Written by: Madeleine Jenness
In collaboration with faculty at the University of Washington Bothell, the Associated Students of the University of Washington Bothell (A.S.U.W.B.) are launching a new program for students to visualize their academic journey called “Academic Maps.”
Academic Maps were created as a resource for students to visualize a four-year plan for their degree. Once released, hopefully in mid-January, there will be a planning sheet for every degree offered at UW Bothell. The maps show which classes are prerequisites for the major and gives a tentative outline for when to take them. Academic Maps will also give students advice on other things they could be doing while pursuing the degree, such as internships and job shadowing.
“In MyPlan, there’s this tab that says ‘find programs’ and here… it lists every single degree that UW Bothell has to offer. And then if you click on a degree, it will have that map,” said Djelli Berisha, the Director of Student Advocacy for ASUWB. “Currently, Bothell is the only school that has these in the UW. system,” said Berisha. “A lot of the campuses are really pushing for material like this because a lot of students are requesting the need for it.”
ASUWB saw the need for a tool like this and they worked to get it to the students in just a short time. “It was brought up last year that students feel the need to have a resource for them to visualize their degree, but not also [sic] so much just their degree but whether they’re on-track to being in their major, on-track to graduating, ultimately, that work has now progressed into these Academic Maps where students are able to visualize these four years,” said Berisha.
Michael Albellar, the Student Advocacy Senator for ASUWB, commented on his own experience navigating his degree. “I am actually a first-gen college student. So my first year here on campus, I was extremely confused with how everything just worked and I knew what I wanted to do, I just didn’t know how to visualize it on a piece of paper… I actually went to my academic adviser. I would say every single week because I had a question about something about my degree… And it was her suggestions and her writing down everything that really helped me visualize, like, what I need to get done, what I need to get accomplished. So that’s how I kind of discovered the need, just through my own experiences,” said Albellar.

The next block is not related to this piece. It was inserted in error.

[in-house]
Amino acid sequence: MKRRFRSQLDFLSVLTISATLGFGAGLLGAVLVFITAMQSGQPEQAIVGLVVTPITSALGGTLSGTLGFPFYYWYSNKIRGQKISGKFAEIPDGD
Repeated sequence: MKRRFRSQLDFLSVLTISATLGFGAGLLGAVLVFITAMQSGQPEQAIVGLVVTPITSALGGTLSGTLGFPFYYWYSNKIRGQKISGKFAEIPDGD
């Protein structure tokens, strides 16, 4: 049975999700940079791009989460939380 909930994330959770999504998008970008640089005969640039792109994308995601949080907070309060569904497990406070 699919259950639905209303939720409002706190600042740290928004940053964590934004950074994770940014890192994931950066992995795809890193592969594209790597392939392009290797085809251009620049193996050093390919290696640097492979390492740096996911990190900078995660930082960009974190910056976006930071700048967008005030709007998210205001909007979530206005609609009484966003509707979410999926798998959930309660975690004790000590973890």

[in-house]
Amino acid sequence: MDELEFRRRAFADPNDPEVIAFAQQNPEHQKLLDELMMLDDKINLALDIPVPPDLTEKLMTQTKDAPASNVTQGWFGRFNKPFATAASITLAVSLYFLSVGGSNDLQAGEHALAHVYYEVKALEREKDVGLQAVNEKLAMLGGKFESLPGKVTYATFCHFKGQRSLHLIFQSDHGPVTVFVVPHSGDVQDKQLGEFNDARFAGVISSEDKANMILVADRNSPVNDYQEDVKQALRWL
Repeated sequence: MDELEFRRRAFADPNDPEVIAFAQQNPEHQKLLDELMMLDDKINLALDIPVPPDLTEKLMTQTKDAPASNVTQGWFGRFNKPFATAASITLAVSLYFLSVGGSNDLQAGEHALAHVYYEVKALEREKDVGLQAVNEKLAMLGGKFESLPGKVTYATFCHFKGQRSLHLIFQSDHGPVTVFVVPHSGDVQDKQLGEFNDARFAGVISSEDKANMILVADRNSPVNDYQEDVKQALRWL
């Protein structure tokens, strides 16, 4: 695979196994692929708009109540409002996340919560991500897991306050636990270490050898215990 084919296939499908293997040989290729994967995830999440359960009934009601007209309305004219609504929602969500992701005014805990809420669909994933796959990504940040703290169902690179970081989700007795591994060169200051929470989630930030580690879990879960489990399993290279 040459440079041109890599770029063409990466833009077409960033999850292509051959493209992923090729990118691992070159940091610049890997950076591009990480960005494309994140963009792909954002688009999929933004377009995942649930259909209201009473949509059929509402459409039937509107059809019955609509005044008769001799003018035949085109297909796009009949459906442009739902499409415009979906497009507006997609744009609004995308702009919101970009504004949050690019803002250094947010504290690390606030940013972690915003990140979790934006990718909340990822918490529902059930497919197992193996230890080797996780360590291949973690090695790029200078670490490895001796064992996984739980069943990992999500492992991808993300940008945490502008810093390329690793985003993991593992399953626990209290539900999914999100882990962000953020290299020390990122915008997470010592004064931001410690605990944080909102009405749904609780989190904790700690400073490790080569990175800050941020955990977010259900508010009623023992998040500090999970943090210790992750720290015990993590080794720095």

Through students’ feedback, ASUWB gathered that a tool like this was needed. “I know for a fact that a formal survey was not sent out,” said Berisha, “Everything that Student Advocacy proposes as an initiative is driven by student feedback, so there has to have been some kind of quantifiable student need for it. I would assume that this came from some sort of Welcome Week survey.”
It is the job of ASUWB to promote the voice of students and to find solutions to problems that are brought up in order to support them. “ASUWB serves as the student body representative voice that is kind of the liaison between students and faculty,” said Berisha.
“We serve as a reflection of the student body and we try to advocate for change on this campus and we do our best to try to listen to all concerns on campus for everyone,” said Albellar.
Academic Maps are going to be a useful resource both for people already at UW Bothell, as well as for those who are looking to transfer into specific majors. “You don’t have to be a UW student to utilize this. You can login to MyPlan with a Google email or Facebook. So if you’re currently a community college transfer student [or an international student]… you can structure your classes in community college so much that when you transfer to UW Bothell, you will have these classes done, and the classes you take in community college won’t be a waste of your time,” said Berisha.
But students are not expected to follow the timeline of these maps at all. Rather, they are designed specifically so that they can be customized. “No two students will ever have the same experience or the same sequence of classes throughout their four years, everyone’s degree is going to be different,” said Berisha. “This is actually all made in word. So it’s really easy to manipulate for each individual student.”